If you watched the February 20th PlayStation reveal, chances are you witnessed a feature that purportedly lets you jump in and take control of someone’s game, supposedly to help them in a pinch. Some might take this as a detractor, rallying around the idea that all video games should be composed of an impenetrable framework that only die hard enthusiast could hope to break. In all honesty, this will probably just be a tool Sony uses to try and convert hold-outs who still have trouble with the confusing landscape that is the modern controller. And that’s admirable enough. It even extends their message that this next console is catering to the user by creating the figurative and clichéd boy scout who’s leading the frail woman across the street. If you remove this feature from what they demoed and view it as a standalone input possibility, you’re left with a rather interesting mechanic. Giving power to a second party and allowing them to make small or wide reaching decisions in your game – whether they be negative, like dropping a successfully passed baton, or positive, like keeping the beat going in a rhythm game – open up the possibility of multiplayer without having to buy two separate pieces of software or dealing with intrusive online passes.
Sony’s omnipresent “Share” button seemed to be a major talking point despite it being a fairly simple concept. Social media has become a widespread trend, and the PlayStation 4 seems to be reaching for all the users it can pull in. And when you tell those hip kids that old man Sony is “down” with the twitters and facebooks, you’ll be able to bottle the energy coming from their celebratory skateboard tricks. What seemed initially disheartening though was the fact that PlayStation is already integrated into most social media, just horribly so. This Share button is going to have to be implemented in a way that is less intrusive than the current system, which announces each and every trophy you’ve earned. More importantly, it will also have to shy away from the model set in place by current social games. No matter how close you are to your friends, none of them want to share your status so you can earn “Kratos-Bucks”. If I can share items from my game to a friend’s game or streamline the “Pawn” process from Dragon’s Dogma, I’d feel less silly having a button dedicated solely to social media on my controller.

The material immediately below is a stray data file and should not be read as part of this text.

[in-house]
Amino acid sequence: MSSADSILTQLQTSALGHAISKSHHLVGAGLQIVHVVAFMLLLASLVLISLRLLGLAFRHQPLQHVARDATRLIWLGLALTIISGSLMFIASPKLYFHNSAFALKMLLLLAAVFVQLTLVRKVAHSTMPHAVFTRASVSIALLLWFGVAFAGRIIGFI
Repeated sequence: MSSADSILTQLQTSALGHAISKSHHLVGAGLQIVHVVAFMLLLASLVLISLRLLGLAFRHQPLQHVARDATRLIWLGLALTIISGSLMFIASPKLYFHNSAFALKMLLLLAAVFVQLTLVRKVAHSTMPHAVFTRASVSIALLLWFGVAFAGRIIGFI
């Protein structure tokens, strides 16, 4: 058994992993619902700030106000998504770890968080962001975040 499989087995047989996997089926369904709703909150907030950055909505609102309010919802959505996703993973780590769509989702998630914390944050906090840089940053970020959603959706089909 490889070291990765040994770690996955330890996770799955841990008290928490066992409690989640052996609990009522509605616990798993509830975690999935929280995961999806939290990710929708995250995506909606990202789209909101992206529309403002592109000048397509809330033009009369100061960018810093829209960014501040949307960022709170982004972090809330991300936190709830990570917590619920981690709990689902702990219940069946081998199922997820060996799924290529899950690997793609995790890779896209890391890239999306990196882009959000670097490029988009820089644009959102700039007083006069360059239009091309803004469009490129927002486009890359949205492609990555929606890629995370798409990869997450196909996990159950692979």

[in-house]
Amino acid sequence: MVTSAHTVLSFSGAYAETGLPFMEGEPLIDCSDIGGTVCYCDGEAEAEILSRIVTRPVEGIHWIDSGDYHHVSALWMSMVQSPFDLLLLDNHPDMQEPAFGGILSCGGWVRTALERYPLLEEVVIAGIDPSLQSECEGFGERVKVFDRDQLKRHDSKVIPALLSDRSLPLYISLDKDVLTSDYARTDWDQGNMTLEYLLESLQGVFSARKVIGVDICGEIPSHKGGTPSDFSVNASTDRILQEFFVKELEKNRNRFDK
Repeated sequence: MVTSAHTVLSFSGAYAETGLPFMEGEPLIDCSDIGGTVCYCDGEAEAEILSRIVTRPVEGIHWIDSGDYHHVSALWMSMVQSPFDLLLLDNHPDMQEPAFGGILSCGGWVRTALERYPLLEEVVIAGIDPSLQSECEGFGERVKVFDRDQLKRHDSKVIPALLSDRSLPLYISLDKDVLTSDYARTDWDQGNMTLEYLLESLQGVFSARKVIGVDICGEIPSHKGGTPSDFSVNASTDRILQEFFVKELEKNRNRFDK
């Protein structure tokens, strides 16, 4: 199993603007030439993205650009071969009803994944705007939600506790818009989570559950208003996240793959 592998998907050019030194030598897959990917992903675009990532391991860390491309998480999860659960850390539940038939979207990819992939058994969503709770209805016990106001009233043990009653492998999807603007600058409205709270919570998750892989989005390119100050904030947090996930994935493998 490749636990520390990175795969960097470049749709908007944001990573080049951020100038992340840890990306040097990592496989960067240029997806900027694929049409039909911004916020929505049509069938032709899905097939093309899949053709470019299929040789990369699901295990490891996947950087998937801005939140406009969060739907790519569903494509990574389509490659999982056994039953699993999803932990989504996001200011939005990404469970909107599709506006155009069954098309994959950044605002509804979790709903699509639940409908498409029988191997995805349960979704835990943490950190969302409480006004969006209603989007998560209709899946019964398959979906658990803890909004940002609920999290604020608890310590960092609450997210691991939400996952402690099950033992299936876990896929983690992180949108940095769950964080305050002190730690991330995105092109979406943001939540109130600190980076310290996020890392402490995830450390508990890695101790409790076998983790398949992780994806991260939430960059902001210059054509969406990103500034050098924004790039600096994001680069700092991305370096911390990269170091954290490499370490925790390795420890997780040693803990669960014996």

New consoles and fancy controllers are slowly bringing in less fanfare, replacing it with worried gazes. They’re large investments with dated shelf lives in terms of the software and genuine effort created for them. So why not bend it to its breaking point? This isn’t a case of thinking outside the box. The box is fine, hopefully the box will provide me with a new Okami. This is more a case of cutting the box up and seeing what else you can fashion with the pieces you’ve got.
Dorian Scarlett was born in a combination arcade/fun zone. He was then taken to Florida, educated, and now seeks refuge on the internet where he writes about games. If you were ever curious to see material comedians throw out, you can find those at his Facebook. Or if it strikes your fancy, go enjoy the horrible things he likes over at the Tumblrs.